In the turbulent years surrounding World War I, many nations experimented with upgrading the traditional bolt-action rifle. One such semi-automatic was the Chinese Liu rifle. While in charge of Hanyang Arsenal, General T.E. Liu developed a gas-operated rifle with a muzzle gas trap cap, utilizing a hinged block at the rear of the bolt that dropped down for locking.
General Liu came to America in 1914 and contracted with Pratt & Whitney to produce the machinery necessary for quantity manufacturing as well as prototype 8mm rifles for testing and evaluation at Springfield Armory. But after the machinery was loaded onto a boat bound for China, the vessel sank in transit. Subsequently, General Liu suffered a stroke, and while the recovered shipment eventually reached Shanghai in 1919, Liu's brainchild was never to see adoption and issue.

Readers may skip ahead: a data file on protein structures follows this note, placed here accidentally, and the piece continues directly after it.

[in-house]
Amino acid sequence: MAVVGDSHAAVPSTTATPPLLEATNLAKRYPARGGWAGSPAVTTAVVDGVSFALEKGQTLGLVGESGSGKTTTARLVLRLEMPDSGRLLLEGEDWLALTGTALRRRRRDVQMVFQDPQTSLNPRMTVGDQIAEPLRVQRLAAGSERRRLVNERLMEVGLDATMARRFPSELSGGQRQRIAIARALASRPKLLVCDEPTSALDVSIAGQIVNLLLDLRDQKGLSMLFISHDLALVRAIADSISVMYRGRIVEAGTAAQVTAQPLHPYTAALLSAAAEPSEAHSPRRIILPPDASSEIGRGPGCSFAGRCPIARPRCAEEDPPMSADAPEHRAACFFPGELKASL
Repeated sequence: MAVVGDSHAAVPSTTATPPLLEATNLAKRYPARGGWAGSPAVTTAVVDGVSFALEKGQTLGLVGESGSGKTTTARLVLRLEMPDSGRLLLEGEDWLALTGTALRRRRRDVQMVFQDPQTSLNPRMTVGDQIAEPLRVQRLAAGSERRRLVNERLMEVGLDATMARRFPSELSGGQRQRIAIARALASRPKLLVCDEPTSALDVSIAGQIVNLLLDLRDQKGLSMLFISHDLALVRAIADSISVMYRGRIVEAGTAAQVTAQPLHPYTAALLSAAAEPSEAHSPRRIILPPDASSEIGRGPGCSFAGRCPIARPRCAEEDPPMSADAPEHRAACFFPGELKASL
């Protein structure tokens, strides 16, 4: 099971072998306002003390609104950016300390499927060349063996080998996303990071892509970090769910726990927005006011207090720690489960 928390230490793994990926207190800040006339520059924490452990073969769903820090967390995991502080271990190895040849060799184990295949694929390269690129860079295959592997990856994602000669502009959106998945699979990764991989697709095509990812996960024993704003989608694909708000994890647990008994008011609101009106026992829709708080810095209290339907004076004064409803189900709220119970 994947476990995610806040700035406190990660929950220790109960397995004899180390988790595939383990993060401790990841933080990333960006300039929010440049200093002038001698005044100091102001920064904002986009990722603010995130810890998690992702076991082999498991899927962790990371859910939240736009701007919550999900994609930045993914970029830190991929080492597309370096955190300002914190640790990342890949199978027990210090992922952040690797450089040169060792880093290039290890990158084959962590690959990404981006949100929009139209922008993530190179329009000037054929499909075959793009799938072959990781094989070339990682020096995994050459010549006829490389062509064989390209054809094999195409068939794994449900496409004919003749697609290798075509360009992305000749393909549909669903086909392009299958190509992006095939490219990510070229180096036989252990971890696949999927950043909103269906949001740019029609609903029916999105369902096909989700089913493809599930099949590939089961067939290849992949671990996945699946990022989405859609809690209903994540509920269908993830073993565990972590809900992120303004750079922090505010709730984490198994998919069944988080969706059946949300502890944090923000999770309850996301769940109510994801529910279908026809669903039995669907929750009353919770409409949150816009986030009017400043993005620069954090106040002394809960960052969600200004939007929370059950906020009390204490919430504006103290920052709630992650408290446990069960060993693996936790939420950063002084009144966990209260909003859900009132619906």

This rifle, in the National Firearms Museum collection, was given by a donor whose ancestor received it from Lt. General Chiang Ting-Tzu, a member of the Chinese delegation that came to America.